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How can there be tax on religious and community service, asks SGPC

SGPC chief says he is aghast at the 'additional tax burden of Rs 10-cr' for running its 'sewa'

IANS  |  Chandigarh 

How can there be tax on religious and community service, asks SGPC

Questioning the logic of the central government and the Council imposing a on and done for common people, the (SGPC), which manages Sikh shrines in Punjab and runs a "langar" (free community kitchen) for hundreds of thousands of people on a daily basis, has made its displeasure known.

president Kirpal Singh Badungar says that he is aghast at the "additional burden of nearly Rs 10 crore" (Rs 100 million) on the for running its free and voluntary "sewa" (community service).

"There is doing social and service for the betterment of the people. The (Narendra) Modi government and (Union Finance Minister) Arun Jaitley have imposed this unwarranted burden on us. Jaitley is misleading the people by saying that there is no on 'kara-prasad' (sacrament). All ingredients like ghee, flour, sugar and other things that go into making the prasad have been taxed heavily," Badungar pointed out.

Having written letters to the Finance Minister, the Council and now even to the Punjab government, the is seeking exemption for itself from the (GST), saying that it is carrying out the sewa for the overall welfare of people -- irrespective of religion, caste, colour, gender or creed.

"This is like taxing the sentiments of people. This means that the government wants to impose on the sewa that does. Can we compromise on the quality of our service? It is done 24x7.

We cannot stop doing this," a clearly upset Badungar said.

He pointed out that the runs langars for hundreds of thousands of people, gives kara prasad, maintains 'sarais' (shelters for people to stay) and other gurdwara buildings, helps poor and needy children as well as students, and performs a host of other social activities.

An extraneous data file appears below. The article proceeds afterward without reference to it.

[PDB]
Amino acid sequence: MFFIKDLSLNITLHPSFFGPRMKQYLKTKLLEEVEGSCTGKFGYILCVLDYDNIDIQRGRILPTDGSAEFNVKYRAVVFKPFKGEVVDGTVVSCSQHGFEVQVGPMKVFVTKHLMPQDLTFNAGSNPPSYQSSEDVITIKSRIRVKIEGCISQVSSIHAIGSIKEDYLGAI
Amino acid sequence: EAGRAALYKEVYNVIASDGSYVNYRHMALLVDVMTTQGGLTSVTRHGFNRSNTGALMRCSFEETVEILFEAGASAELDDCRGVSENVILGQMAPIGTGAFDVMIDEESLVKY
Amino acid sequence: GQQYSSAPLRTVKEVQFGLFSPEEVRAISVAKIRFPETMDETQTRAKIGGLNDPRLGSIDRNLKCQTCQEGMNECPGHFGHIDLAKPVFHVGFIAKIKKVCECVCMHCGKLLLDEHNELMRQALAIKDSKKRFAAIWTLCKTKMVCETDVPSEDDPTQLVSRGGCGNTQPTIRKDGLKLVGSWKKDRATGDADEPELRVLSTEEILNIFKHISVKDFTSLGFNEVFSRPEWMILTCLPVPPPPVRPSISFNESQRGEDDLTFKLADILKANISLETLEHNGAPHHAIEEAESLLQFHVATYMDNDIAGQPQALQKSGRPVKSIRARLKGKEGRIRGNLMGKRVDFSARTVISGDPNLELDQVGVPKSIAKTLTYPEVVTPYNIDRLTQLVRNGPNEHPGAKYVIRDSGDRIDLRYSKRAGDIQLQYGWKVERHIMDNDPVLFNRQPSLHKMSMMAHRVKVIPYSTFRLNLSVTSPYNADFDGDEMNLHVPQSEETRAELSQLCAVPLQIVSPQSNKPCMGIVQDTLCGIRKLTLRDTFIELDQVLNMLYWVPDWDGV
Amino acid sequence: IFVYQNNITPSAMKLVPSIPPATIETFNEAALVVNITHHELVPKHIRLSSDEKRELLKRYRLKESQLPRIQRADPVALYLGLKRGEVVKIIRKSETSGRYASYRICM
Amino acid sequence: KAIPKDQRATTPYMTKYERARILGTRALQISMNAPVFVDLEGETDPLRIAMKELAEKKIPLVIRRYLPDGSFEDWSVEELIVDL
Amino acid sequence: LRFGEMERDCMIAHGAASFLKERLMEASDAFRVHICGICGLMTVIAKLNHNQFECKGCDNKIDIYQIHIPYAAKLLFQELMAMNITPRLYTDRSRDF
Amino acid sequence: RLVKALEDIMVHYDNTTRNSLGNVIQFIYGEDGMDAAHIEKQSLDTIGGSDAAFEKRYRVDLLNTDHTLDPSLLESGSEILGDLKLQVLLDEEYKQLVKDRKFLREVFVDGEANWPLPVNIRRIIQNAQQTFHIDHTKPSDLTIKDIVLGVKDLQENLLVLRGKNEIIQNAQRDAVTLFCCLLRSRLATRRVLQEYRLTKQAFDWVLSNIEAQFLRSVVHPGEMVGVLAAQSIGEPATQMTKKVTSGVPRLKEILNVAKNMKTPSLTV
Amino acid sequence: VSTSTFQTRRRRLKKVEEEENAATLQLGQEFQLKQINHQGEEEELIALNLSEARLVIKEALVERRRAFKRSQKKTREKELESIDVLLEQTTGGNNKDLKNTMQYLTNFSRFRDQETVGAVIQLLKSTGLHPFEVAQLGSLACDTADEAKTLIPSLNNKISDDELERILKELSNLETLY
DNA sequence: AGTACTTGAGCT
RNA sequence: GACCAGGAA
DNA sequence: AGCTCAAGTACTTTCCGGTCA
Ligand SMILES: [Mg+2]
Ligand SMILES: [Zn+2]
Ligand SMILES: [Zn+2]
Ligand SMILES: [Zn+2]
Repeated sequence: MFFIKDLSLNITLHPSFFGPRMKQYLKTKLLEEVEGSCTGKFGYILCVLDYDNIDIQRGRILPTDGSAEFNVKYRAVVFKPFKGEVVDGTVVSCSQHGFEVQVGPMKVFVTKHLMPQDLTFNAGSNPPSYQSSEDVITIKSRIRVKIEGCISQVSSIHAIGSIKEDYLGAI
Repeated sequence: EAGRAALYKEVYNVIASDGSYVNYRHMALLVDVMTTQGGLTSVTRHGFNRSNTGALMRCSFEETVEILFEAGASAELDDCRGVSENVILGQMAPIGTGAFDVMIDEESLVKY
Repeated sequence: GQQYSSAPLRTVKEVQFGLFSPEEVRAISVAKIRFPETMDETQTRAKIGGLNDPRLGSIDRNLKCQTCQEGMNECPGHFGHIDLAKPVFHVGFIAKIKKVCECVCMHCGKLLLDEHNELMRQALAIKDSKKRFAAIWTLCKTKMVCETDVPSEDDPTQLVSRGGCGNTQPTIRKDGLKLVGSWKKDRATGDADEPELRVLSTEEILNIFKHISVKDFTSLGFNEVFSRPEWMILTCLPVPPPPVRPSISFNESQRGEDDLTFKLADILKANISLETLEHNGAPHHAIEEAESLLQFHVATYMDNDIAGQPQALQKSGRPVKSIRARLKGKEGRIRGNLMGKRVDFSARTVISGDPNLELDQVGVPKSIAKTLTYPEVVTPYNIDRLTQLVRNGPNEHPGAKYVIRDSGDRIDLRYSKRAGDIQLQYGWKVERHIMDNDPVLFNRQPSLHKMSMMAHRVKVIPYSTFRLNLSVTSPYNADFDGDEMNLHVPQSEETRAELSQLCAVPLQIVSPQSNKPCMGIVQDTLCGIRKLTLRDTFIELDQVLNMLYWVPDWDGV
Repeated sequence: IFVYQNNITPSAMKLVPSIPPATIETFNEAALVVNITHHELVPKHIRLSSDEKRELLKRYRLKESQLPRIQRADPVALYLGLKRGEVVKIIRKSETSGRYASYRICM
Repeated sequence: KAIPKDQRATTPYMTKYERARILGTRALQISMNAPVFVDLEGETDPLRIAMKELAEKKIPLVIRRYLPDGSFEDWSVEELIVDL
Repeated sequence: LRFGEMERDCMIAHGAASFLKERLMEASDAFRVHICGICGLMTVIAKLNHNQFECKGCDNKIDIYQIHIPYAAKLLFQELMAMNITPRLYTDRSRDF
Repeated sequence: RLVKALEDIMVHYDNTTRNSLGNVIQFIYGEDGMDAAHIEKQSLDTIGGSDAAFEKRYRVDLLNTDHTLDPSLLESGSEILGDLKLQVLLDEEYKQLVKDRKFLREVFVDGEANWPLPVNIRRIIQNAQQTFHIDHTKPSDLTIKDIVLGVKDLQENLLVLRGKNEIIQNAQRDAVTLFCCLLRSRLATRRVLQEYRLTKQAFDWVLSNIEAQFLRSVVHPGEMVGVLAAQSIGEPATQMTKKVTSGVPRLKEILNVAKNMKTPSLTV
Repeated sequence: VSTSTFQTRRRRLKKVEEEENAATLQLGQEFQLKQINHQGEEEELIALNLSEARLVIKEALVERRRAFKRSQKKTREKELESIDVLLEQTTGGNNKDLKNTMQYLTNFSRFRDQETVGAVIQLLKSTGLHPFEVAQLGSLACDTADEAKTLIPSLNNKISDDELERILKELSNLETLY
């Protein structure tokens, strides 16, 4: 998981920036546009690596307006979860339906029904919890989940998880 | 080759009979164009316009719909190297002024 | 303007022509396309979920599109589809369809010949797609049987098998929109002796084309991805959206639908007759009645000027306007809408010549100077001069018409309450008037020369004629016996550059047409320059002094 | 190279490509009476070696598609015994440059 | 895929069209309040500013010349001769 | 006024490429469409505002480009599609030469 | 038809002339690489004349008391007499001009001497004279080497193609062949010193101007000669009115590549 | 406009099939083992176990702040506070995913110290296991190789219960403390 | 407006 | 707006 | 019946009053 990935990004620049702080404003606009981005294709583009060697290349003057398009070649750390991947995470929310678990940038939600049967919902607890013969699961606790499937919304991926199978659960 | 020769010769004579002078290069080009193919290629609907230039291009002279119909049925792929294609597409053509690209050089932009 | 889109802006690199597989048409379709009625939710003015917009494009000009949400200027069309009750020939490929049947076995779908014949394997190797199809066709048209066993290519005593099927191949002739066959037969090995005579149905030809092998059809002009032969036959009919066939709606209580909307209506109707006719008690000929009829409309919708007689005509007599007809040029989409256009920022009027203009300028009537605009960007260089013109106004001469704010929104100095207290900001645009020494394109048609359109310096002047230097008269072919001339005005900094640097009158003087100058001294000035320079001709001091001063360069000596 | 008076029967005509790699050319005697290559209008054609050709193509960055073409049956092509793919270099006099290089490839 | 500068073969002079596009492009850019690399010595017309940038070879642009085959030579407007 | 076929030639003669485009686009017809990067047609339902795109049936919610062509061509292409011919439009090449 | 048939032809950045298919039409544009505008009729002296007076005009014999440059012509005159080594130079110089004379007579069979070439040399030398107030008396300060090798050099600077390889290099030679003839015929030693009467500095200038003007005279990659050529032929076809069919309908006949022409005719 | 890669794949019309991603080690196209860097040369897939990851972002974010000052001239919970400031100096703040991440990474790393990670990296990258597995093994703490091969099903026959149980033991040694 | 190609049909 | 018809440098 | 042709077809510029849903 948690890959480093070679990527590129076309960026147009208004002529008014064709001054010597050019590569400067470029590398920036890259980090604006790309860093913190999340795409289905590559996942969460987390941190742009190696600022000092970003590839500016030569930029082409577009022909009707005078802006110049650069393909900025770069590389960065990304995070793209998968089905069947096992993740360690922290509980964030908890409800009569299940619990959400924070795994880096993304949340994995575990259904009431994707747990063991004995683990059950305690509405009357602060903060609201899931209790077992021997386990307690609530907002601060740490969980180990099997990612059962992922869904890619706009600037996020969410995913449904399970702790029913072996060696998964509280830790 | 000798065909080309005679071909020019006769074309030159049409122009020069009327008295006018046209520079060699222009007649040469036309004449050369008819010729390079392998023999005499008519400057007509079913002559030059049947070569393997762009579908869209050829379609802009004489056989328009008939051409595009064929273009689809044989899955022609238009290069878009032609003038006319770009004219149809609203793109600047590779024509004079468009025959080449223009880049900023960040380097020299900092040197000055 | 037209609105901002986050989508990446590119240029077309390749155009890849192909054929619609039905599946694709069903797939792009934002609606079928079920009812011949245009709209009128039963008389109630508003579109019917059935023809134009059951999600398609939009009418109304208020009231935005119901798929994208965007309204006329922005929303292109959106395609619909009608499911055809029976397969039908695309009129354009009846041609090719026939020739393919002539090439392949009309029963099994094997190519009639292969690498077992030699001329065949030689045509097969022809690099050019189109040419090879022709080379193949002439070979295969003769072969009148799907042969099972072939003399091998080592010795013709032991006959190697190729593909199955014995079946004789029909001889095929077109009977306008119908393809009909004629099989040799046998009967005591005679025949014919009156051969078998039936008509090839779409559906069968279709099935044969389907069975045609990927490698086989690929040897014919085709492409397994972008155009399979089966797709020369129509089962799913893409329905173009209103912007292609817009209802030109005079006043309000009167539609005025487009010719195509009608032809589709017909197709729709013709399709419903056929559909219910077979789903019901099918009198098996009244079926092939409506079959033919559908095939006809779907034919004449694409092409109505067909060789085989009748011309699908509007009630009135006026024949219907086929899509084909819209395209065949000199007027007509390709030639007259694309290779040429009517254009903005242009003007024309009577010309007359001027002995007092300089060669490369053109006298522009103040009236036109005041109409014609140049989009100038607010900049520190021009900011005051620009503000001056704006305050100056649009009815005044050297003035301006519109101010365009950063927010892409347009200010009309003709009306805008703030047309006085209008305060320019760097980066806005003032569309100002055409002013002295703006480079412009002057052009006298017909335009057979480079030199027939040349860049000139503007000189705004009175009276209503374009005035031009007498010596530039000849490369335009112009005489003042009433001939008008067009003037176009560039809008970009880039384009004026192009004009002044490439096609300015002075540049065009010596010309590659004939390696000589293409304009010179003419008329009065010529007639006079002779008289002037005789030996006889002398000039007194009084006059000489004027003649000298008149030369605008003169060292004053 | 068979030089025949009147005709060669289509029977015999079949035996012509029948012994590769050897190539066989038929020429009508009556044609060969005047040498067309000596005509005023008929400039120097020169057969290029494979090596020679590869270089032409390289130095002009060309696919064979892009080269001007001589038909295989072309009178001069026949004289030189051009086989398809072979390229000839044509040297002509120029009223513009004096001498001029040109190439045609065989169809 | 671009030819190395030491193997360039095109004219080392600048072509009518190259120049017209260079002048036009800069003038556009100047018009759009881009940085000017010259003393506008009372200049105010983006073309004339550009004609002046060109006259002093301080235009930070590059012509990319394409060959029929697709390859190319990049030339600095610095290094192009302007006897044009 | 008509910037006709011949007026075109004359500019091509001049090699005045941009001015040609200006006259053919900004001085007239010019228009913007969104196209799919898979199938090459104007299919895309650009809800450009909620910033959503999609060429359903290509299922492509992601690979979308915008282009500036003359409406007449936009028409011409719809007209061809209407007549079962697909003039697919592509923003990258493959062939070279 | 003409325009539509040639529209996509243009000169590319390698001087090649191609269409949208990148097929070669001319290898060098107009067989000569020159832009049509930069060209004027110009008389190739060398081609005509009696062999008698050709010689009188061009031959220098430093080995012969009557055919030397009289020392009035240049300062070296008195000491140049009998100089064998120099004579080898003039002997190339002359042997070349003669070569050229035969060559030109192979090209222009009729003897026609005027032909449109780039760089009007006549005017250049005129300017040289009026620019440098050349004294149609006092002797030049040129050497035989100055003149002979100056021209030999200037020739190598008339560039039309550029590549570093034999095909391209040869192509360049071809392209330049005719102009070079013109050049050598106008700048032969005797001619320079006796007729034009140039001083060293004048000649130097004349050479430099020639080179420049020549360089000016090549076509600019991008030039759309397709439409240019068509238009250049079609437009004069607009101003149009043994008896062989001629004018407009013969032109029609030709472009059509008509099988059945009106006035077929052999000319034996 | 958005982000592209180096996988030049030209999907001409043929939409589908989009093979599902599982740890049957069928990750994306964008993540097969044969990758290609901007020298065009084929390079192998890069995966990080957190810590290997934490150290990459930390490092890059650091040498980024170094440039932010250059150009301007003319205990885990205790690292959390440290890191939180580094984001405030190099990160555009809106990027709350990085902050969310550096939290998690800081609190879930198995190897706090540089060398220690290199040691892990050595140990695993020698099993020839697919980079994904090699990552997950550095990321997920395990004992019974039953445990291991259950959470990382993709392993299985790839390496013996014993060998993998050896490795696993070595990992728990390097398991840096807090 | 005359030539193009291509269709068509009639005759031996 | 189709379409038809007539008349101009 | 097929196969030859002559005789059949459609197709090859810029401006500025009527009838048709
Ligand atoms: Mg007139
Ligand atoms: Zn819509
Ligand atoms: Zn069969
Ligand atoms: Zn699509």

"The will have to pay Rs 10 crore annually as under the We want Jaitley and the Modi government to review its decision. We have written to the government again on this. We will hold a meeting of the on this issue," said Badungar, who oversees its Rs 1,100-crore annual budget.

The runs the world's largest community kitchen -- feeding an average 50,000 devotees on week days and over 100,000 on weekends and festivals with freshly cooked food at the Harmandir Sahib, popularly known as the Golden Temple, in Amritsar.

The does not give any exemptions to bodies for purchases, while the was previously exempt from VAT and other taxes that have been subsumed into the

Ghee, sugar and pulses have been put in the 12, 18 and five per cent slabs. Even the gas used for cooking is now taxed.

Besides the Golden Temple, the runs the langar service in other famous Sikh shrines like Takht Keshgarh Sahib in Anandpur Sahib (where the modern day Khalsa Panth was established on April 13, 1699, by Guru Gobind Singh), Takht Damdama Sahib at Talwandi Sabo in Bathinda district and scores of other gurdwaras under it.

The langar sewa is a socio-activity that is part of the Sikh ethos from the time of the first Sikh Guru, Nanak Dev (1469-1539). The langar was started to emphasise equality in society regardless of religion, caste, colour or creed.

Union Food Processing Minister Harsimrat Kaur Badal had recently written to Jaitely to exempt from all purchases made by the for langar sewa.

Hundreds of people volunteer on a daily basis at the Golden Temple complex and other gurdwaras to prepare and serve food and wash used utensils at the langars. The volunteers include scores of women and children as well. People partake langar while sitting on the floor in the langar halls of the gurdwaras.

The completely vegetarian langar service is funded from donations made by people at gurdwaras.

(Only the headline and picture of this report may have been reworked by the Business Standard staff; the rest of the content is auto-generated from a syndicated feed.)

First Published: Tue, July 18 2017. 13:15 IST